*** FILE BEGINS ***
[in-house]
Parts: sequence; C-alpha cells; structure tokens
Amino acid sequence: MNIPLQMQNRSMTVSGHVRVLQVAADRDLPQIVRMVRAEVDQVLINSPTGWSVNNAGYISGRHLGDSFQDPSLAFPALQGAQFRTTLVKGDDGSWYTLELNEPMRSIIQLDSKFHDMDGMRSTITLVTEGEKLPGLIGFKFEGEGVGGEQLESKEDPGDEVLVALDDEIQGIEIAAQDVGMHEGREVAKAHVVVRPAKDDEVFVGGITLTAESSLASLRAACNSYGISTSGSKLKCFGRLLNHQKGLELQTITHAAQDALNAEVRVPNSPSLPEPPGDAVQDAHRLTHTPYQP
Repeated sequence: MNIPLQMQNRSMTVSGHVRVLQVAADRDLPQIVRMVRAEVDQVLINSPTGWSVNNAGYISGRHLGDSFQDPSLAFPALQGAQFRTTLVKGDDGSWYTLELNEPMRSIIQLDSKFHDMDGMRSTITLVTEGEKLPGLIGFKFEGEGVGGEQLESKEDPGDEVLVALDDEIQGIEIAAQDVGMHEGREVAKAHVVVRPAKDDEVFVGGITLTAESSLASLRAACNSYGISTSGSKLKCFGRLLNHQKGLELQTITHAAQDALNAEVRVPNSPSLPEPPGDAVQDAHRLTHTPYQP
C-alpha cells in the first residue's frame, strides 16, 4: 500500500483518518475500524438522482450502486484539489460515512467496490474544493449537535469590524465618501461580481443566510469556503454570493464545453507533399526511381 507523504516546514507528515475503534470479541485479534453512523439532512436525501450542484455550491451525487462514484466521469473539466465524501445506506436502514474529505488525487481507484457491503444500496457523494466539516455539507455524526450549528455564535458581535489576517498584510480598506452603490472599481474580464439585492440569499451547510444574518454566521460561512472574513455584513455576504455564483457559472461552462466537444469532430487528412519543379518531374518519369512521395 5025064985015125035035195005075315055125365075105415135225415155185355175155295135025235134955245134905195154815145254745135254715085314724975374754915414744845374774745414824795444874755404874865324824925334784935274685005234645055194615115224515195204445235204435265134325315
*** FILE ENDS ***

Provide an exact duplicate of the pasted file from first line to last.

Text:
[in-house]
Parts: sequence; C-alpha cells; structure tokens
Amino acid sequence: MNIPLQMQNRSMTVSGHVRVLQVAADRDLPQIVRMVRAEVDQVLINSPTGWSVNNAGYISGRHLGDSFQDPSLAFPALQGAQFRTTLVKGDDGSWYTLELNEPMRSIIQLDSKFHDMDGMRSTITLVTEGEKLPGLIGFKFEGEGVGGEQLESKEDPGDEVLVALDDEIQGIEIAAQDVGMHEGREVAKAHVVVRPAKDDEVFVGGITLTAESSLASLRAACNSYGISTSGSKLKCFGRLLNHQKGLELQTITHAAQDALNAEVRVPNSPSLPEPPGDAVQDAHRLTHTPYQP
Repeated sequence: MNIPLQMQNRSMTVSGHVRVLQVAADRDLPQIVRMVRAEVDQVLINSPTGWSVNNAGYISGRHLGDSFQDPSLAFPALQGAQFRTTLVKGDDGSWYTLELNEPMRSIIQLDSKFHDMDGMRSTITLVTEGEKLPGLIGFKFEGEGVGGEQLESKEDPGDEVLVALDDEIQGIEIAAQDVGMHEGREVAKAHVVVRPAKDDEVFVGGITLTAESSLASLRAACNSYGISTSGSKLKCFGRLLNHQKGLELQTITHAAQDALNAEVRVPNSPSLPEPPGDAVQDAHRLTHTPYQP
C-alpha cells in the first residue's frame, strides 16, 4: 500500500483518518475500524438522482450502486484539489460515512467496490474544493449537535469590524465618501461580481443566510469556503454570493464545453507533399526511381 507523504516546514507528515475503534470479541485479534453512523439532512436525501450542484455550491451525487462514484466521469473539466465524501445506506436502514474529505488525487481507484457491503444500496457523494466539516455539507455524526450549528455564535458581535489576517498584510480598506452603490472599481474580464439585492440569499451547510444574518454566521460561512472574513455584513455576504455564483457559472461552462466537444469532430487528412519543379518531374518519369512521395 5025064985015125035035195005075315055125365075105415135225415155185355175155295135025235134955245134905195154815145254745135254715085314724975374754915414744845374774745414824795444874755404874865324824925334784935274685005234645055194615115224515195204445235204435265134325315